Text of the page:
There are many roles that need fulfilling at a race meeting, not all of them obvious. Members of the club perform these roles at local race meetings.
Clerk of the Course
The clerk of the course has overall control of the race meeting and may have a number of deputies. They are responsible for the overall safety of the competitors and also to make decisions as to the running of the meeting, for example imposing penalties for jump starts, or in extreme cases excluding someone from the meeting. They will also stop races as necessary for safety reasons.
Secretary of the Meeting
The Secretary of the Meeting, or the Race Secretary as the role is known is responsible for all the entries. They ensure that there is the correct number of entries for the class and that grid sheets are available to tell the riders know which grid positions they start from. The Race Secretary will also produce a programme of events and the race timetable. They can also be responsible for all the trophies. This role isn’t just a role that is performed on the day- the work starts before the meeting and doesn?t end until after the last rider has gone home at the end of the meeting.
Most meetings have a Club Steward and an ACU Steward. The role of this person is to make sure that all rules and regulations have been complied with in order to run a safe and fair meeting. They will adjudicate on protests and disputes. They do not have a hands-on role in the running of the meeting, but make sure that the meeting is conducted in the proper manner
Technical Official or Scrutineer
The senior technical official and technical officials check each machine to make sure that it is safe to compete, and also that it conforms to the rules. The check such things as sump plugs and oil fillers to make sure that they are wired, bearings, suspension and many other things. A noise inspector is also appointed to test machines at random to make sure any noise or environmental readings are within the rules. Technical officials also inspect helmets to make sure they are safe and have the correct approval markings and also that the riders clothing is in a fit condition to race in.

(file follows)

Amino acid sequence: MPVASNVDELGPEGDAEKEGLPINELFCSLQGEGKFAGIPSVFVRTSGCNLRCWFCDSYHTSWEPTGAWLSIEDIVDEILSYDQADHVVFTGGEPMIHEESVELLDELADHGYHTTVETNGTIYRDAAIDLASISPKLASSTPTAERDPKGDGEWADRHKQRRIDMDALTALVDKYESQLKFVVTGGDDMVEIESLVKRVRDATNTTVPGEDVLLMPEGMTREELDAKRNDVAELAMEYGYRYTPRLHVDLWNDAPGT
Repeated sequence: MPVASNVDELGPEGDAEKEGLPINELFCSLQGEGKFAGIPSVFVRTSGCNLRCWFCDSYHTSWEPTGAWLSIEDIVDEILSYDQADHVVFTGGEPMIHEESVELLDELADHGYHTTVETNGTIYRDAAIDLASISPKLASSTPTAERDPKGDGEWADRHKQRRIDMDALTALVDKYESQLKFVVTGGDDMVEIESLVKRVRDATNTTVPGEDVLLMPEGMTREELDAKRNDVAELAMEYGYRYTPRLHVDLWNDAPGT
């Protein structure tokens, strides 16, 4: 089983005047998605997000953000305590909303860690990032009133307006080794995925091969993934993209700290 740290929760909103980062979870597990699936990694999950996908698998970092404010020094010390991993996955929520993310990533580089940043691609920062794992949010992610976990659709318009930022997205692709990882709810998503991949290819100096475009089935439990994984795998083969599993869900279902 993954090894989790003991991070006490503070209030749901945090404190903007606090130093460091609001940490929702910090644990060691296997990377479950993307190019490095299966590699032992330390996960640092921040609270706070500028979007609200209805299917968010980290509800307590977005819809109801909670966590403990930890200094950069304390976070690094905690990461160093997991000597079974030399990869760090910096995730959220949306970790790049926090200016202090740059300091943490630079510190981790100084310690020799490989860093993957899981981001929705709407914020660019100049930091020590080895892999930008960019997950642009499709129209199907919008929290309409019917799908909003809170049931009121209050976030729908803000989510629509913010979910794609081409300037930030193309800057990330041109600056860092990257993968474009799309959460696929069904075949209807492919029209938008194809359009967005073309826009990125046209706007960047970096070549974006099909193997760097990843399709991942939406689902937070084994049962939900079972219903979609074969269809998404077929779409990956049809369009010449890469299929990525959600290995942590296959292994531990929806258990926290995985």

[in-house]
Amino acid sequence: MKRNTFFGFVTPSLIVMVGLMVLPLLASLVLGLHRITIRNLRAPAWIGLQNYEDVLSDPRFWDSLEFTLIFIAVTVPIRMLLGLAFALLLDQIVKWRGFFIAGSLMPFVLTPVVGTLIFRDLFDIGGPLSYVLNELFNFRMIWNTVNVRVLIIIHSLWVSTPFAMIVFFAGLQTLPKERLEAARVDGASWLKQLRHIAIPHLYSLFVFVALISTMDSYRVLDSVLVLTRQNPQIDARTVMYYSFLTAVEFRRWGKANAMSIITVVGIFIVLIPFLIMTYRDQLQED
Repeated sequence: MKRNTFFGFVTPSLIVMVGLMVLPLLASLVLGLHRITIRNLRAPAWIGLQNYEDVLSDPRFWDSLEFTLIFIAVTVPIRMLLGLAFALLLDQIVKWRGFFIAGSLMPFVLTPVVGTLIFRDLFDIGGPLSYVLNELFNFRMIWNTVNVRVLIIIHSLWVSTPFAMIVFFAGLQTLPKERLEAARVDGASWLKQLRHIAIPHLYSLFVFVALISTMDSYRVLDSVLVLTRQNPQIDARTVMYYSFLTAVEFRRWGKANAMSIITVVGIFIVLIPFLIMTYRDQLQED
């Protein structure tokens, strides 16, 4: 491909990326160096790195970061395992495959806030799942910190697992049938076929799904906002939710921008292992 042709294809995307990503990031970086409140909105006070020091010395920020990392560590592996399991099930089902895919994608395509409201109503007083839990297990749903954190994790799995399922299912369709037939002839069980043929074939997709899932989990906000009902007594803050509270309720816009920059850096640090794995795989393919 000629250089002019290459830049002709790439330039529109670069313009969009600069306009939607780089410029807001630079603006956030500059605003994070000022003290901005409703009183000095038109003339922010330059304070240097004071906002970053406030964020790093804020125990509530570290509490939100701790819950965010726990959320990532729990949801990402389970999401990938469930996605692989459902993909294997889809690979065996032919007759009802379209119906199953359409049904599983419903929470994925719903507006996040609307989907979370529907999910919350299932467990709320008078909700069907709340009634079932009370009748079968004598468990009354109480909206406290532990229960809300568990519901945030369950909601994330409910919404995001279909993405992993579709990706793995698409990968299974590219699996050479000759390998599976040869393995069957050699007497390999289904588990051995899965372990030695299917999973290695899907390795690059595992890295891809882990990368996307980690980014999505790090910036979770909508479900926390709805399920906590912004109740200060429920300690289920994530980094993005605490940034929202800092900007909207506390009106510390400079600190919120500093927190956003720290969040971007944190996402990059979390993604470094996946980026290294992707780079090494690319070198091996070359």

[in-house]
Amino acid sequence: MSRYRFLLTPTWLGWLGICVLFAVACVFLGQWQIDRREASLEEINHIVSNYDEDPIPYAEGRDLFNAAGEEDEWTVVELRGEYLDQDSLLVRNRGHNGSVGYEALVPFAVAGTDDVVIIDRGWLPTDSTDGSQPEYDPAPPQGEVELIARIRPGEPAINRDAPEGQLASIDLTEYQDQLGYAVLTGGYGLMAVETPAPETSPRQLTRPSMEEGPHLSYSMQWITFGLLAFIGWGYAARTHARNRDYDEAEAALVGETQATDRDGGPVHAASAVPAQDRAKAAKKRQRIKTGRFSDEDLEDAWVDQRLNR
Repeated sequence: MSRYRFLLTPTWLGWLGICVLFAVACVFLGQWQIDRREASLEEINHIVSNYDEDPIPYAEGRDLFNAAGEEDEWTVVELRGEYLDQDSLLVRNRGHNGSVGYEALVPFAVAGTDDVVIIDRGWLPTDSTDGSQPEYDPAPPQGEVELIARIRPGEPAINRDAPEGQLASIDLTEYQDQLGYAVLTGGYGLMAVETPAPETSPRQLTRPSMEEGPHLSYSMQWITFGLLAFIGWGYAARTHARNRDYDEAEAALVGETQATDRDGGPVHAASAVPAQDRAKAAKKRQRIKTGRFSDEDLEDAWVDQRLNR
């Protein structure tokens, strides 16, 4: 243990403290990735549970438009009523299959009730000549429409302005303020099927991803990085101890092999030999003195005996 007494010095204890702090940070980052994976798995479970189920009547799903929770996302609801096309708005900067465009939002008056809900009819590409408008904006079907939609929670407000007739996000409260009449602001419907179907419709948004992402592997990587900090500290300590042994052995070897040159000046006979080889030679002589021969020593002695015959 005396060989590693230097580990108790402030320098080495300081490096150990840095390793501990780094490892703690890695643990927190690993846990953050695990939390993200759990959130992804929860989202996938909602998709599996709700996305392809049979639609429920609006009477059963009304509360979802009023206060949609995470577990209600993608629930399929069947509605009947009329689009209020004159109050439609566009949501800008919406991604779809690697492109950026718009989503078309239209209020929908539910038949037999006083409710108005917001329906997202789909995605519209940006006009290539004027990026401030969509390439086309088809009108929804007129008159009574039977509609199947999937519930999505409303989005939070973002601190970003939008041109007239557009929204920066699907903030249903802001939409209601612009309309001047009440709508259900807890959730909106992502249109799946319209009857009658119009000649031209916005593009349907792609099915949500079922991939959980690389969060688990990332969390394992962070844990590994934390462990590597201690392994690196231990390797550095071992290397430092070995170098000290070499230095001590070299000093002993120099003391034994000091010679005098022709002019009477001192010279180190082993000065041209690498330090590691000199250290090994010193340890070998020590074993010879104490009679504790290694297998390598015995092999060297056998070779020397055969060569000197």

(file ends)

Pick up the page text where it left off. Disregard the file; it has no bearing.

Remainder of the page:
The assembly team (or the assembly angels as they are known to us) calls the riders up for their correct race and make sure they know their allotted grid position. They will also check to make sure that the machine has been scrutineered and the riders helmet is also suitable for use- you will be surprised how many riders get a brand new helmet scrutineered then go out in their old helmet. They will also check that the rider is in the correct race (yes, it has happened!).
The Chief Marshal will make sure that at least the minimum number marshals required to run the meeting have signed on, that all required equipment is available, brief sector marshals and allocate their sectors, tell the clerk of the course when all the marshals are in position and equipped ready to start the meeting and oversee the mashalling activities during the meeting.
Sector Marshals make sure that there are enough marshals on their sector and will allocate roles to them, also that there is the correct equipment in their location – that there are enough flags, brushes and dust to clear oil spills and also fire extinguishers. They are in radio contact with the clerk of the course to keep him informed of incidents, and if an incident is serious, they will radio through to the clerk of the course who will then make a decision based on the sector marshals recommendation as to whether the race is stopped. They also keep a written record of incidents in their sector of the circuit.
Flagging is one of the most important jobs on the circuit. Flag Marshals display flags according to what happens on the circuit, such as a yellow flag to warn of an incident, or convey information such as the ?oil flag? to warn riders of a slippery area of the track. It is very important that the correct flags are used as riders are not allowed to overtake under yellow flags and they have to be displayed quickly. A yellow flag shown by the flag marshal will also warn riders that there may be marshals on the circuit dealing with an incident. Incident marshals rely on flag marshals to ensure that riders are aware they are there!!
Incident marshals deal with any fallers or riders that stop in their sector. They can deal with clearing up damaged machines or oil spills and attending to an injured rider before medical help arrives.
There are several other roles on circuit, Travelling Marshals make sure that the track is clear and will follow the grid around on a sighting lap to ensure all riders return to the grid. Safety Officers attend incidents and make sure that all safety concerns, whether it be the safety of riders and marshals are attended to. Other people help out in the race office with admin, timekeepers are employed to record lap times and speeds and there are also several other people that help in selling programmes and assisting everyone else with the smooth running of the meeting.
All these positions are entirely voluntary and people do these roles for the love of the sport. Each role is open and you can train to be a clerk of the course or a technical official. There is always a shortage of qualified people and more people are needed to make sure racing will continue in the future.